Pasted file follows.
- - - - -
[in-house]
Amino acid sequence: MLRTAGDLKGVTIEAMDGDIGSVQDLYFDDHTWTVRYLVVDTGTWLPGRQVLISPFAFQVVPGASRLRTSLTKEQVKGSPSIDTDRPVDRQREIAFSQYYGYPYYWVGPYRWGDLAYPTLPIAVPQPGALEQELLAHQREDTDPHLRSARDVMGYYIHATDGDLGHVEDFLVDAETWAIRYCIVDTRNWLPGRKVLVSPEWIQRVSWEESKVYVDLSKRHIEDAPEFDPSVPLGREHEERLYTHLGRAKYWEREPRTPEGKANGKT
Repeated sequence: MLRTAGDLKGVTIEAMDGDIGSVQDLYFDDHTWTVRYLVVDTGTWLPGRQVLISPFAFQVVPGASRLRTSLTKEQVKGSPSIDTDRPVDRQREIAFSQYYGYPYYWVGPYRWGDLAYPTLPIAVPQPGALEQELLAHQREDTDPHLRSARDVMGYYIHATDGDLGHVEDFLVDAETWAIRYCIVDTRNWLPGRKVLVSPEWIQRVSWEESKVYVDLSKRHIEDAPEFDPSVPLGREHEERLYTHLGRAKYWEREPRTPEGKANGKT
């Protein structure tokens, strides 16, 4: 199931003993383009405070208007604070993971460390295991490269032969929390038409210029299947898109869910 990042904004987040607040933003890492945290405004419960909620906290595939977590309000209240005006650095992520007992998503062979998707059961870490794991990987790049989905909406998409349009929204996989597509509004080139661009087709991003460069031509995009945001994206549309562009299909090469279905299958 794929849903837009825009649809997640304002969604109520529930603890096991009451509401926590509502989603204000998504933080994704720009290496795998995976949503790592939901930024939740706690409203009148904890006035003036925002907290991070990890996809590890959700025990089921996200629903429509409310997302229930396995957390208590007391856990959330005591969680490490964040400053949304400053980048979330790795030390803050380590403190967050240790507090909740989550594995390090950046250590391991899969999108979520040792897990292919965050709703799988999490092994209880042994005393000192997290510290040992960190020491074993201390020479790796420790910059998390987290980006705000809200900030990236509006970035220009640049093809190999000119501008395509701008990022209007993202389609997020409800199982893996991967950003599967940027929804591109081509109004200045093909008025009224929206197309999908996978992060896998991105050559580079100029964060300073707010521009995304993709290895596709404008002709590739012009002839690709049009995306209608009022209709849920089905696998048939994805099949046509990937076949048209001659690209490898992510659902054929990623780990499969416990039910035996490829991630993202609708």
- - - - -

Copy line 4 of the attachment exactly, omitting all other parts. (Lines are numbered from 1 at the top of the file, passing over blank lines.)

């Protein structure tokens, strides 16, 4: 199931003993383009405070208007604070993971460390295991490269032969929390038409210029299947898109869910 990042904004987040607040933003890492945290405004419960909620906290595939977590309000209240005006650095992520007992998503062979998707059961870490794991990987790049989905909406998409349009929204996989597509509004080139661009087709991003460069031509995009945001994206549309562009299909090469279905299958 794929849903837009825009649809997640304002969604109520529930603890096991009451509401926590509502989603204000998504933080994704720009290496795998995976949503790592939901930024939740706690409203009148904890006035003036925002907290991070990890996809590890959700025990089921996200629903429509409310997302229930396995957390208590007391856990959330005591969680490490964040400053949304400053980048979330790795030390803050380590403190967050240790507090909740989550594995390090950046250590391991899969999108979520040792897990292919965050709703799988999490092994209880042994005393000192997290510290040992960190020491074993201390020479790796420790910059998390987290980006705000809200900030990236509006970035220009640049093809190999000119501008395509701008990022209007993202389609997020409800199982893996991967950003599967940027929804591109081509109004200045093909008025009224929206197309999908996978992060896998991105050559580079100029964060300073707010521009995304993709290895596709404008002709590739012009002839690709049009995306209608009022209709849920089905696998048939994805099949046509990937076949048209001659690209490898992510659902054929990623780990499969416990039910035996490829991630993202609708």